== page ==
Prioritising Natural Flood Management interventions in Calderdale

Photo Courtesy: Slow the Flow

A rainfall-runoff model developed at the University of Leeds is the latest weapon in Calderdale’s efforts to prevent future flooding in the valley. SD-TOPMODEL is currently the only tool able to model the flow of water from hillslopes to the river at a sufficient spatial scale to allow Natural Flood Management (NFM) interventions and land management to be represented accurately for the characteristics of the Calderdale catchment.

An iCASP project using SD-TOPMODEL and starting in November 2018 will contribute to the Calderdale Flood Action Plan by helping to prioritise the siting of future NFM schemes.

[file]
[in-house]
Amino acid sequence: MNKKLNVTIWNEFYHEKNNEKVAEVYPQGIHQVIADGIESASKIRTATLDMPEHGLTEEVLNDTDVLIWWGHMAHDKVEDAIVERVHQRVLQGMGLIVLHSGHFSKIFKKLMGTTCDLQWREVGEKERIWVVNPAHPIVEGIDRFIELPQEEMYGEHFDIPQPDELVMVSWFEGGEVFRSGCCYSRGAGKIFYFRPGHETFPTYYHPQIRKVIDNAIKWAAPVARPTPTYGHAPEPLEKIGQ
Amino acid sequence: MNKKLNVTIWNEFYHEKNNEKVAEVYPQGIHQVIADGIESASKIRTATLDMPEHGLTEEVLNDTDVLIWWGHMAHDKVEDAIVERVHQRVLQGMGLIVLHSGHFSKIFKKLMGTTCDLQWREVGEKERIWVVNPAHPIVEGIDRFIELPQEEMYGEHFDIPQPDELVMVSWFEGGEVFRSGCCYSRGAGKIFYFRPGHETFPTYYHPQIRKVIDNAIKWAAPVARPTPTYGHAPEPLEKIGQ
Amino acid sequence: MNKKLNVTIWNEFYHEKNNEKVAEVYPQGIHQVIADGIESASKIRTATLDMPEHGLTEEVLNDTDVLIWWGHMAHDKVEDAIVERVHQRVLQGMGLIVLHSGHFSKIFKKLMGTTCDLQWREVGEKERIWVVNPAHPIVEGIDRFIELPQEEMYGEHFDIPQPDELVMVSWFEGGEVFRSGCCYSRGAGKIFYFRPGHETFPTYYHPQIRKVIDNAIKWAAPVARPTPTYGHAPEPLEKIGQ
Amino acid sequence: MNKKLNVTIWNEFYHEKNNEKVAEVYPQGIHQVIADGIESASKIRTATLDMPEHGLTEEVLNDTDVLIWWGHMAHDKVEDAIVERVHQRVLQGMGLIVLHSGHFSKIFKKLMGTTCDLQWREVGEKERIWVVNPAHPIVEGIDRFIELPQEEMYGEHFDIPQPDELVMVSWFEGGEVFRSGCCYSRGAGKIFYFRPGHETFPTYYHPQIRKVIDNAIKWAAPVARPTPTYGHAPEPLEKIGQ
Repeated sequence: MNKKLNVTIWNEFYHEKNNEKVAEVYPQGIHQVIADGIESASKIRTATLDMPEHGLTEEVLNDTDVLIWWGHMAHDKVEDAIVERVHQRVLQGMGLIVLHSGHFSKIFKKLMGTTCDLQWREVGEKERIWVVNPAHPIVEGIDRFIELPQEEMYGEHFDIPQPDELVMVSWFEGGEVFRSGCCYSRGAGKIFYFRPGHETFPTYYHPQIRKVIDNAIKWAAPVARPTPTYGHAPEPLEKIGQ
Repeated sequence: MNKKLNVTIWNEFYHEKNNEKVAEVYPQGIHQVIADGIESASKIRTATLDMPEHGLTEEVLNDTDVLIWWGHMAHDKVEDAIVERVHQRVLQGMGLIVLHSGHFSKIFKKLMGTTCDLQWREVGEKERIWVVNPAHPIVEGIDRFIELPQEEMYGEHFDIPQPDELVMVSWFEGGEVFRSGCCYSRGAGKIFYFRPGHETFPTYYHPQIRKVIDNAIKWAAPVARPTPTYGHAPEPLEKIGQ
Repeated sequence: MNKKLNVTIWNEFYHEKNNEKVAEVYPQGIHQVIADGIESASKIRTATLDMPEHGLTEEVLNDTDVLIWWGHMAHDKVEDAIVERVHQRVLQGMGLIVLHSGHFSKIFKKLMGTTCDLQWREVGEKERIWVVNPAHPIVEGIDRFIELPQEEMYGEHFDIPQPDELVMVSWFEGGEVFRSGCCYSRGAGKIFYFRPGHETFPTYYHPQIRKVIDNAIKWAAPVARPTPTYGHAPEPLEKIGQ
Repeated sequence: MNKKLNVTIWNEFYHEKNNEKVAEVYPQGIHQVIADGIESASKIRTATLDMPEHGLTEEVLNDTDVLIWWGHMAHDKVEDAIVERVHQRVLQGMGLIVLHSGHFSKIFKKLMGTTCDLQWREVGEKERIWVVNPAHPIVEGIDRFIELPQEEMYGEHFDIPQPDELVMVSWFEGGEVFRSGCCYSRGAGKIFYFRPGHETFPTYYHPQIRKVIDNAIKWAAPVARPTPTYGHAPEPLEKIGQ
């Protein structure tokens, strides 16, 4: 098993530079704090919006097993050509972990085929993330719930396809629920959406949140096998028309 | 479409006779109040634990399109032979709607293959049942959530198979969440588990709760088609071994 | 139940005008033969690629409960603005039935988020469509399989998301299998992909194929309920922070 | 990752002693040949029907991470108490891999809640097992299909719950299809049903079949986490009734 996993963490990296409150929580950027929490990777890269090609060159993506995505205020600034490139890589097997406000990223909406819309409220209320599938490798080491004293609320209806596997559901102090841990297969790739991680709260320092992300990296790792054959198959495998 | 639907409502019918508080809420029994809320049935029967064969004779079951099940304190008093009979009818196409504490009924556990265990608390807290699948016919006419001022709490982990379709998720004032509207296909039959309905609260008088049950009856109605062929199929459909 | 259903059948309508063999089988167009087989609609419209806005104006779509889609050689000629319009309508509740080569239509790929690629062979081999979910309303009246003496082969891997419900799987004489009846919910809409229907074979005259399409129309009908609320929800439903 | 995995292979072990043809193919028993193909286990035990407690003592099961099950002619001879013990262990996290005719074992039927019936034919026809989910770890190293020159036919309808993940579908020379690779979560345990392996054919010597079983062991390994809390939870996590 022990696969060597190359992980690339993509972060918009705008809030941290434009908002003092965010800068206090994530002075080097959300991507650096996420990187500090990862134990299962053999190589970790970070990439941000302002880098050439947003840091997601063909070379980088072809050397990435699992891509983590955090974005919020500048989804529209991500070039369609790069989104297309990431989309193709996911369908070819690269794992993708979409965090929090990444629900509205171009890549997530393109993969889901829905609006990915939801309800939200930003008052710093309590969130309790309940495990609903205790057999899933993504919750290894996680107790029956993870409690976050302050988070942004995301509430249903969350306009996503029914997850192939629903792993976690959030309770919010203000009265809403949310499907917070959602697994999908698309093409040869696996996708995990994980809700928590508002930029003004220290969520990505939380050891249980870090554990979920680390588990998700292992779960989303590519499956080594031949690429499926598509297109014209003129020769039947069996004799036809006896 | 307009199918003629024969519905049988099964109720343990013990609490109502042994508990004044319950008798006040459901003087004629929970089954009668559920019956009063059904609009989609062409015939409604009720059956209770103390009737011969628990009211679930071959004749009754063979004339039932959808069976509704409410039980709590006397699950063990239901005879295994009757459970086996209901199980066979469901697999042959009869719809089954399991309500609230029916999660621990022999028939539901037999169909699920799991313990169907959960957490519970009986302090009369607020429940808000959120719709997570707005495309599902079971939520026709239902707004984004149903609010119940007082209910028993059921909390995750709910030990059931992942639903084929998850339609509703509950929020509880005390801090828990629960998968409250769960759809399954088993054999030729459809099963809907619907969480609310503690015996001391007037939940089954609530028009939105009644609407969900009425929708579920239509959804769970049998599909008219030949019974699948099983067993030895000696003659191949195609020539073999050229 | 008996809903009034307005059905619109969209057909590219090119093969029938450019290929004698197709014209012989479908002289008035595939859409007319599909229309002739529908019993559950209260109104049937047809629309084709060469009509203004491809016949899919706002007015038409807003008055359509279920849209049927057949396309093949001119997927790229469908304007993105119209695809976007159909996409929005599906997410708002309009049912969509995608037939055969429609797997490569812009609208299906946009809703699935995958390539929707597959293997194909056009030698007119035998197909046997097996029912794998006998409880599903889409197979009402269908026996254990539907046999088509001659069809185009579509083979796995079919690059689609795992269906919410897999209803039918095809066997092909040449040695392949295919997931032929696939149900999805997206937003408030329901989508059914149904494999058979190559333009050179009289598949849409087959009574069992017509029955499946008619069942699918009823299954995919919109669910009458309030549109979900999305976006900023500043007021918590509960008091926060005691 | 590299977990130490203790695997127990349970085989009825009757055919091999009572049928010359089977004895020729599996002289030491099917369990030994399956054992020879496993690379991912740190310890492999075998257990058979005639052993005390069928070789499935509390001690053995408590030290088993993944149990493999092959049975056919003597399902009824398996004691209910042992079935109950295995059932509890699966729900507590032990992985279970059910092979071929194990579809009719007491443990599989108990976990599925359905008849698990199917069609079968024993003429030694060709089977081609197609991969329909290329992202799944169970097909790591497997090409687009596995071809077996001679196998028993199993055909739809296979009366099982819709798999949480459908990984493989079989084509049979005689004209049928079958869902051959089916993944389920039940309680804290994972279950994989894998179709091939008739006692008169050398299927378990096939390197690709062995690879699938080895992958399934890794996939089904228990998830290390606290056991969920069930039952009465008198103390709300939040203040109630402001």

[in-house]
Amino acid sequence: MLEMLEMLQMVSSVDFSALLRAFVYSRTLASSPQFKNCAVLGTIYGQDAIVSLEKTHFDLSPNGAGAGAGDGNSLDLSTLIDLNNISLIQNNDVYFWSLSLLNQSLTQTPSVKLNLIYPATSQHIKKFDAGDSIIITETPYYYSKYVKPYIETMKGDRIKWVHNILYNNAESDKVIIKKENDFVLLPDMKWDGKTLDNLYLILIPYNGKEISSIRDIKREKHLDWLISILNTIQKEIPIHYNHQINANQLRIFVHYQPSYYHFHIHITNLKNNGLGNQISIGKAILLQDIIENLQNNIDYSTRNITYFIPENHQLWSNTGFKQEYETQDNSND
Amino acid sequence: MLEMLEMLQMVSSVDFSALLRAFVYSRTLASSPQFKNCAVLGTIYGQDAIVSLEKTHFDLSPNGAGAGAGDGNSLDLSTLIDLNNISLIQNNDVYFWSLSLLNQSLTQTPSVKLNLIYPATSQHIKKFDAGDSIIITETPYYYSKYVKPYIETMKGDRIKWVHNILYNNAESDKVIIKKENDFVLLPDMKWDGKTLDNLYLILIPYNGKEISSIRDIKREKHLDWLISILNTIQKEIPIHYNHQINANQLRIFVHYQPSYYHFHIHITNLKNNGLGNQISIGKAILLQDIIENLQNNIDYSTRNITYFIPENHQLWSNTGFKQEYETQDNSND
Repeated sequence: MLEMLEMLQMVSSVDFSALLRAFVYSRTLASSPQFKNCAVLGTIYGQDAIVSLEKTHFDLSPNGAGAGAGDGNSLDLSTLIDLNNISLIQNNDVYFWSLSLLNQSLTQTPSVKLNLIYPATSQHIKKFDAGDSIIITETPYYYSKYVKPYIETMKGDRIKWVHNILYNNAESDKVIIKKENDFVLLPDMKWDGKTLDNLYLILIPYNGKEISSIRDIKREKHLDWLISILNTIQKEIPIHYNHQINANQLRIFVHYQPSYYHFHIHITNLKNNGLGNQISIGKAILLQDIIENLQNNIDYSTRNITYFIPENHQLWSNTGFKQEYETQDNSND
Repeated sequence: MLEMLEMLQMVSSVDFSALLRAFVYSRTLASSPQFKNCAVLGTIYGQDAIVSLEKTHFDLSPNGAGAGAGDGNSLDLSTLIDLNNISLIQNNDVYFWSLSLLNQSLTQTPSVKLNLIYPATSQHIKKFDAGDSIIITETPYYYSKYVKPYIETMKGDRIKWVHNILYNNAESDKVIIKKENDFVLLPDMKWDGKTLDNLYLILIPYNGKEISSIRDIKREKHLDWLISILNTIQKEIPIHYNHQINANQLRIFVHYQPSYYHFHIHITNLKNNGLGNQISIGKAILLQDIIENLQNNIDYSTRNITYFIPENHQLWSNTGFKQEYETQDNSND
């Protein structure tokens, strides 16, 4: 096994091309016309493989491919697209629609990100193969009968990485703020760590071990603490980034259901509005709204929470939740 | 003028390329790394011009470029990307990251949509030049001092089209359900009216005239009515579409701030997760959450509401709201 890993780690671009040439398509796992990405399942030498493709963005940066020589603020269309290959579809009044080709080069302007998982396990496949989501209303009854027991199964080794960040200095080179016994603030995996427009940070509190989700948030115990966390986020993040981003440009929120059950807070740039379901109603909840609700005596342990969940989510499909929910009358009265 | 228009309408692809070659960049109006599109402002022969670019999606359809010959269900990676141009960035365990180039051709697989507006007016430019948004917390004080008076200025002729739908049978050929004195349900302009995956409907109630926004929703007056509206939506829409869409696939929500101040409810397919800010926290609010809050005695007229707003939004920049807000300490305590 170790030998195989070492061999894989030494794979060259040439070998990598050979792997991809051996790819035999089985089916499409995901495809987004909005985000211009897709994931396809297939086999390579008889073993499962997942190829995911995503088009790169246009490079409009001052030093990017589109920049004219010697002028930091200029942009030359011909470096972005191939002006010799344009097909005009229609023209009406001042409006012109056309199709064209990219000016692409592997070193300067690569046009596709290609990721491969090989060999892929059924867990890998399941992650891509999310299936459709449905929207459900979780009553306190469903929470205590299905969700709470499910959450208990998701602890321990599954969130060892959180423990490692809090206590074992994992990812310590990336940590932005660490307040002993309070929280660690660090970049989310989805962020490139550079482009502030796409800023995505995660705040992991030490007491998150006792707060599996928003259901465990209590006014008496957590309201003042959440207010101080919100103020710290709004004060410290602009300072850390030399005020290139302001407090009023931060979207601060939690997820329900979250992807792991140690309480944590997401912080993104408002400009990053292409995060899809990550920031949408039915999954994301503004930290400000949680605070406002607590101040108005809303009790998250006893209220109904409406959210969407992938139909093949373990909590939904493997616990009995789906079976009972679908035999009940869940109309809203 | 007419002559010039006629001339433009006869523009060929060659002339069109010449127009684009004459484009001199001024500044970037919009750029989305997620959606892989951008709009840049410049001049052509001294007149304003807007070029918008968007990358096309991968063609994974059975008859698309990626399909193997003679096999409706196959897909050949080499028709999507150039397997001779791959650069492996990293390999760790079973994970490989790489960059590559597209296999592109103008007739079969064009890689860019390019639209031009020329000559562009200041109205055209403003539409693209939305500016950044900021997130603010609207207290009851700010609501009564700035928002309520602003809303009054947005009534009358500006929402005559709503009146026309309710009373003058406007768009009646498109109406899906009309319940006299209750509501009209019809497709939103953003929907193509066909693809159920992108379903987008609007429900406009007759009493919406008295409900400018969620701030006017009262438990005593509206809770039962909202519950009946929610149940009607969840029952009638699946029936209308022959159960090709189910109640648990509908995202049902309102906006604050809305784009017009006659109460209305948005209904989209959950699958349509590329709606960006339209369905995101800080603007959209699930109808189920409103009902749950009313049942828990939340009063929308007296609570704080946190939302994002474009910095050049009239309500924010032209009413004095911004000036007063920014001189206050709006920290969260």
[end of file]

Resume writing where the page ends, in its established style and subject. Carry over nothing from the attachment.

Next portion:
Analysis will be done to understand how and if existing (walls, gates, hedges) and new (hedges, tree planting) landscape features can reduce flood risk by storing and slowing flood water. Conclusions will be used to bolster future business cases and evaluations of work to date. The project will also help to identify research gaps and provide information for communities illustrating how NFM interventions can have an impact on flooding. There is considerable interest from across Yorkshire in learning from the experiences in Calderdale which has been allocated £1million of funds (from the £35million of Defra-booster funding) to support delivery of NFM actions in the Calderdale Flood Action Plan.